It's agreed. Lonnie Phillips is as grief-stricken as a father can be.
The San Antonio man has a unique perspective on gun rights.
His daughter lost her life to a shooter in a darkened Denver-area theater one midnight not long ago as fans of Batman gathered for a premiere showing of an instant cult classic at an Aurora, Colorado shopping mall. Though the pictures are clear, no one really knows why.
The joy of young people on the hunt of a hoot suddenly turned to panic, then terror, and left a stunned, numbed nation in the throes of a deadly confusion, a spreading stain of guilt and horror compelled by the simple notion of, “Now, what?”
Lonnie Phillips explains that his choice to not carry a pistol for his own defense, or the defense of others, is as much a right as any other person's choice to go armed in self defense, as guaranteed by the Texas and U.S. Constitutions.
"Why should we, who choose not to own weapons, have to be intimidated by someone openly carrying a weapon?" said Mr. Phillips. "My freedom not to have to carry a weapon to be safe is as paramount to liberty as Jerry Patterson's right to open carry."
Intimidation. Safety. Freedom from fear. Security for a man's precious children.
The words just leap out of the good, gray columns of Houston's big daily, bespoken by men vying for the top jobs in state politics, all of them clamoring to get on board the Second Amendment band wagon without having to do much about the notion that a man or woman can strap it on, let it show, and thereby make the quiet statement that you've got it – that cold blue steel or polished stainless hog leg – and you will use it.
The code of the west.
Some people consider it the sizzle on the steak of freedom, and Texas is only one of a select few states – 6 in number – that, unlike such out west bastions of liberty as Montana, New Mexico, Nevada, Arizona, won't have any form of it, this thing of carrying a pistol openly.
To a man, it turns out, GOP candidates for Governor, Lt. Governor, Attorney General – all have the same bright idea, a go-along-to-get-along deal as Democratic as any New Deal.
Tell the people, the God-fearing, ever-loving, tax-paying, hard-working people, that if they get a concealed carry handgun license, they will have the same privilege to openly carry a firearm, in certain limited circumstances, as they do to carry a concealed firearm.
You buy it, prove you deserve it because of your clean criminal record, that you've demonstrated a lack of mental pathology in your past behavior, that you have paid a license fee, taken a test, cheerfully submitted to training by an instructor certified by the state police.
Such a deal. Same license. Same deal. Same same.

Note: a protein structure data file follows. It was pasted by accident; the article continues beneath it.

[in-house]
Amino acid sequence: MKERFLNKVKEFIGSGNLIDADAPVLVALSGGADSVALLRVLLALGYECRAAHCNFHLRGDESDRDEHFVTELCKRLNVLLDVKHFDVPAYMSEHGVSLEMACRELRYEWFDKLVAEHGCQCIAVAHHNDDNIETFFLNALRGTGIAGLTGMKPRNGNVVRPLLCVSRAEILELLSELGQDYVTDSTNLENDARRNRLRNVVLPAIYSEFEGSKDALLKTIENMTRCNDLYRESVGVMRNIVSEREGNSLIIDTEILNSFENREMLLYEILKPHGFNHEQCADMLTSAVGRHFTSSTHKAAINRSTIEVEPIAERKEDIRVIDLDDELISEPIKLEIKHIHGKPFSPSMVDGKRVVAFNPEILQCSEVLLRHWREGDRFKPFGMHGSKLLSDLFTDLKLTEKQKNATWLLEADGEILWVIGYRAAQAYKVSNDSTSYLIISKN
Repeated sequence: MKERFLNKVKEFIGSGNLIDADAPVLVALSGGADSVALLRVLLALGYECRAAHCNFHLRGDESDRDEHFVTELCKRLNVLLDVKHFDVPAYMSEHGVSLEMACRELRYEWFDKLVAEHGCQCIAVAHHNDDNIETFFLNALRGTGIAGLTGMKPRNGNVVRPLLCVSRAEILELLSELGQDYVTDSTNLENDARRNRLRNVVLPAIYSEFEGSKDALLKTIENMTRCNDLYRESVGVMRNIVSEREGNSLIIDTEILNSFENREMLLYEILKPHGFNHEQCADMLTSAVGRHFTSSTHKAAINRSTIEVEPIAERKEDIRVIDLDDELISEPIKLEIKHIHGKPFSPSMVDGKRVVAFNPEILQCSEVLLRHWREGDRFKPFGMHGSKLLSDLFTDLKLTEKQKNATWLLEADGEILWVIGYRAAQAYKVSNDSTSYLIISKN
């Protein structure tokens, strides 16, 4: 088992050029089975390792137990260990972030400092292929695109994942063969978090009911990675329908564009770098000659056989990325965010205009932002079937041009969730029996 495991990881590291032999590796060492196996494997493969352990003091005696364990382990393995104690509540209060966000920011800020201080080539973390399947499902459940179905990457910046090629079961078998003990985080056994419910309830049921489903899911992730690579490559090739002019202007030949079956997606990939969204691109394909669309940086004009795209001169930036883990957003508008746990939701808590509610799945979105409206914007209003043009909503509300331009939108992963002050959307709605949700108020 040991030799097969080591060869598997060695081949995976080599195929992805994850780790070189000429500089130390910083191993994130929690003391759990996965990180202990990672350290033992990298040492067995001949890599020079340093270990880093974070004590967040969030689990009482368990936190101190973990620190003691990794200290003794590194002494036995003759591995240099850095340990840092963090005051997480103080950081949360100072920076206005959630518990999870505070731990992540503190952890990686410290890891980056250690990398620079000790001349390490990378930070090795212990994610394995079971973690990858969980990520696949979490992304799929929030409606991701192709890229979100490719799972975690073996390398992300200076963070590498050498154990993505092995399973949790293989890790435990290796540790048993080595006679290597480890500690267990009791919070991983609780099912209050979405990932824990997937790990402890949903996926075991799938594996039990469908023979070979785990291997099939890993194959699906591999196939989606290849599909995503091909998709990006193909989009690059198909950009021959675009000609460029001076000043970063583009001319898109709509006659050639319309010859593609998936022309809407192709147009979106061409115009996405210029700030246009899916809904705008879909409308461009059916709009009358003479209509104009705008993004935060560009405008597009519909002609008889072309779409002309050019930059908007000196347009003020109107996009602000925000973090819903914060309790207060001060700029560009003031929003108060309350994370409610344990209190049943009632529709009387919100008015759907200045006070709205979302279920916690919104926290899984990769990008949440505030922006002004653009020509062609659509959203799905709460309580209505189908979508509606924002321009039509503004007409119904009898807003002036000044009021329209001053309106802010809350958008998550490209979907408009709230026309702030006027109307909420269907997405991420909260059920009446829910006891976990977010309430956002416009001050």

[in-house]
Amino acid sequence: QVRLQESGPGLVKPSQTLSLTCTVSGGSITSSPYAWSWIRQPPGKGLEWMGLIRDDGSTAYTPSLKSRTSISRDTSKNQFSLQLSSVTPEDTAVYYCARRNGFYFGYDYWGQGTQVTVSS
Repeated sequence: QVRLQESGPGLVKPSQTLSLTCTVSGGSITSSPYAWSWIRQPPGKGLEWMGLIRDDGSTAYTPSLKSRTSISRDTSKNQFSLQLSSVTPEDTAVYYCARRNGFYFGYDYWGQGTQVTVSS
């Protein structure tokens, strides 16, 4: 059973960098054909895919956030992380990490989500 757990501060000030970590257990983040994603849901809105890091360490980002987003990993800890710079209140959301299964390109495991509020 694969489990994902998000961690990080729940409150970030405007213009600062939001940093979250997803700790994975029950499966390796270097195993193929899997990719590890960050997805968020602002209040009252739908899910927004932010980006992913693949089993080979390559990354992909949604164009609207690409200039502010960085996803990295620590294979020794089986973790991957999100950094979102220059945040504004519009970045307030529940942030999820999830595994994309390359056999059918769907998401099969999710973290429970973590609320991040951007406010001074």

One problem raises its ugly head, and the conservative men of good government all know it, going in. Open carry by concealed carry licensees is an idea that has received short shrift in every session of the legislature since Jerry Patterson authored the current concealed carry handgun license law – way back in the early nineties.
Someone calmly, casually bats it down before it gets off the place-kicker's toe and starts its meteoric climb for the crossbar of the goal post – every time.
Rep. Joe Pickett, D-El Paso, chairman of the Homeland Security and Public Safety Committee, blocked the measure from a vote in the most recent Legislature because, he said, the 2013 bill did not have support from leadership or members of the House and Senate during the session.
He added that he was not alone. "I'm not a big fan," Pickett said. "But I didn't stop it. If there would have been support from the governor, lieutenant governor and speaker, it would have been signed into law."
And that's why Mr. Patterson made his historic move – drew that line in the sand – at the Alamo on Saturday, October 19.
As Texas Land Commissioner, he has charge of the upkeep and maintenance of the Shrine, and he made the highly symbolic use of its graceful old plaza available for the use of the Come and Take It movement. For many years previously, the Daughters of the Texas Revolution have limited the use of the Shrine of the Alamo to certain non-political events, such as an annual meeting of the Grand Lodge of Texas, A.F. and A.M., to commemorate the siege and martyrdom of their brethren who were doomed by their bid for freedom from tyranny.
Patterson allowed the rally to take place, the first of its type in the recent memory of men and women living in the Alamo City.
He read from the Texas Declaration of Independence, a pugnacious document voted out by the Texians at Washington-on-the-Brazos so long ago. He reminded the hundreds of rifle-toting men and women that chief among the many complaints of the Texians was the fact that the government of Mexico had sent its dragoons to take their cannon, their muskets and pistols.
In conversation following his public remarks, Mr. Patterson reminded his listeners that since the passage of the Concealed Carry Handgun License law, cities and counties have passed certain “unconstitutional ordinances” requiring peace officers to arrest those who go armed, to confiscate their weapons pending investigation and trial.
“SAPD (San Antonio Police Department) is operating under an ordinance that is unlawful and unconstitutional. That needs to be changed.” he concluded.
The conflict today is as plain as that of March, 1836; either the bad folks know you've got it, and you will use it, or they don't.